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Microsoft Edge web browser: A well-presented mea culpa

Not perfect, but way better than IE – and it gives Chrome the willies

Aggressive, fast, not quirky, just how I like my browsers

While I did say I haven't felt the need to download another browser, that's not entirely true. I have felt the need in the sense that I like to extend my browsing experience beyond what any browser provides out the box. Edge is on par with Firefox out of the box – in terms of user features, if not web standards support – but Firefox can, of course, be customised in a thousand different ways with extensions that Edge does not yet support.

I also haven't been able to locate a download manager and until Windows 10 for phones gets here, there's no way to sync anything. In other words, it's a work in progress.

Edge Cortana weather

Hey, Cortana, what's the weather?

That said, Edge is already great at what really matters: browsing the web. Pages load fast, scrolling is smooth and you won't see any quirky page rendering the way you sometimes did in IE. Edge does some very aggressive pre-fetching that means sites often load instantaneously when you click the top search result link in Bing, for example. Pre-fetching has its downsides and hopefully won't be the case on data-limited phones, but it goes a long way to making Edge feel clean and speedy, something that's become increasingly rare in web browsers.

That speed, coupled with Reading View, which strips out clutter, means that Edge can offer up a simpler, faster, easier-to-read web.

That's not to say that Edge doesn't occasionally show some, ahem, rough edges. It will, for example, occasionally offer to open a page in IE if it can't load a particular site. Expect this to be the norm if you try to use Edge with legacy ActiveX-heavy intranet sites designed exclusively for IE.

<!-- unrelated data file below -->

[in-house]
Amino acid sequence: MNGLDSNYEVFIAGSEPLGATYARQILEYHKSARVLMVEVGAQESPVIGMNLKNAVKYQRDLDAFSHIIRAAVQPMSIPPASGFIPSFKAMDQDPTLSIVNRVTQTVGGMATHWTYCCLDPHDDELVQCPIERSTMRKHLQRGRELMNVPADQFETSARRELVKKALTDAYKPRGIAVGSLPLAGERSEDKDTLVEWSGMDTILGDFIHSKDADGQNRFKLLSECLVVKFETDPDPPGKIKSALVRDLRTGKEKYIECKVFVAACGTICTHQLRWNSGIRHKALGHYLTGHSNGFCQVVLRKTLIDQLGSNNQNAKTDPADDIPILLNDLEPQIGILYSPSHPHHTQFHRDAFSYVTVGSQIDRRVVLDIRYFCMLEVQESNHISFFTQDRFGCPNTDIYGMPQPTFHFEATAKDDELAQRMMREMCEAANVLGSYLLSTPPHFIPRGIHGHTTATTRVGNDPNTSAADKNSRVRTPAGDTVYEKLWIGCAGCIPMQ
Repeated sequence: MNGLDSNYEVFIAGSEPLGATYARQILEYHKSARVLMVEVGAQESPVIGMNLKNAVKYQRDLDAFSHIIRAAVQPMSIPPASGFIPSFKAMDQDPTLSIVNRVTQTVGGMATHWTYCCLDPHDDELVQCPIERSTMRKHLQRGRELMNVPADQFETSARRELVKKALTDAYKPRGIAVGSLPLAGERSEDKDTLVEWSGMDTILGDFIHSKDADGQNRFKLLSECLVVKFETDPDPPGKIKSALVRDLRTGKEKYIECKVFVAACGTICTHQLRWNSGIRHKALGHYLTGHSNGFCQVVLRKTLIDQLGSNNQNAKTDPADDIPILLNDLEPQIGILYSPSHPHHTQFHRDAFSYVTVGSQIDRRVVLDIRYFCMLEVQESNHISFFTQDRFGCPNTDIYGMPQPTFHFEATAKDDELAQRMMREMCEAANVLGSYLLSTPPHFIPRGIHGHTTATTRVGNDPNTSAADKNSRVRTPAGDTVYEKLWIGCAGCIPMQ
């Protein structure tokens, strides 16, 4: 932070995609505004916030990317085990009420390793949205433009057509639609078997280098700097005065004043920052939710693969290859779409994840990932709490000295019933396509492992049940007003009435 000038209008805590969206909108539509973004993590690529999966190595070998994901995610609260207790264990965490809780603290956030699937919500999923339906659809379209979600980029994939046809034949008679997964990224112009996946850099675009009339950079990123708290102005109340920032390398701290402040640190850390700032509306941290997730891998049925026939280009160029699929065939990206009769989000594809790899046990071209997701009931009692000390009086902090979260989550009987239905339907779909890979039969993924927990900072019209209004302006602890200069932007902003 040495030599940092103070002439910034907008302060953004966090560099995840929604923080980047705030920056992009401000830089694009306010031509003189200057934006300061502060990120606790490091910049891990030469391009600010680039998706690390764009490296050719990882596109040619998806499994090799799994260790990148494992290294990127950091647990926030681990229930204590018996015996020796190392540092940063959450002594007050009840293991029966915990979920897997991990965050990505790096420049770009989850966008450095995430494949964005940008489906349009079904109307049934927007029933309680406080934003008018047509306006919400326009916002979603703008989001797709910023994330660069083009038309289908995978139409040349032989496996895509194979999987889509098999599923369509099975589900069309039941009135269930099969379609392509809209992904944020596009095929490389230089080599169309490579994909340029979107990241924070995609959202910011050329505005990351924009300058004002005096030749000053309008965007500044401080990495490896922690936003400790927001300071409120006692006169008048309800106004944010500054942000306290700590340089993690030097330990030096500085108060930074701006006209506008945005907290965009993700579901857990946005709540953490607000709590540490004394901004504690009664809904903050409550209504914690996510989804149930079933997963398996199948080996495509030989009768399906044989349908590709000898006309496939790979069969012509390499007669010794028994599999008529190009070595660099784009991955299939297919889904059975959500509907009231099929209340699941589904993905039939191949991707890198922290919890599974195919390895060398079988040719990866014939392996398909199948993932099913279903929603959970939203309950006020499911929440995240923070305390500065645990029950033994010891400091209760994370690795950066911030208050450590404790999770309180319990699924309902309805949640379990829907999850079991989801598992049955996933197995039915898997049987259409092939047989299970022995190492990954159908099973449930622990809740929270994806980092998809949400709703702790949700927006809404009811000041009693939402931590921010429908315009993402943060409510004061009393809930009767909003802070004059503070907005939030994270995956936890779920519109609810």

The only time I encountered this problem was with Google Docs, which, perhaps unsurprisingly, don’t work well in Edge. It's also surprisingly hard to change the default search engine from Bing to Google, which together with the Google Docs failure feels almost deliberate.

Like most users I've long considered any Microsoft browser a one-use browser: I opened it up and downloaded Firefox and Chrome and closed it, never to return. I honestly expected Edge to be the same, but it managed to win me over.

Edge other browsers

Windows 10's browser options dialogue box

I do have Firefox installed and set as my default browser in Windows 10, primarily for the extensions I rely on, but when I just want to check the news or read a long-form article I find myself reaching for Edge.

Edge could be improved – it really needs extensions and a download manager at the very least – and hopefully it will be. I'm optimistic that Microsoft's vision of Windows 10 as the last version of Windows, that is with no more major updates, just a long road of gradual improvements, will apply to Edge as well.

Given time and improvements, Edge can continue to develop and add in the missing standards support, as well as extensions and other missing features. In the meantime, Edge is fast, lightweight and presents a cleaner, simpler web than I've seen in a long time. ®

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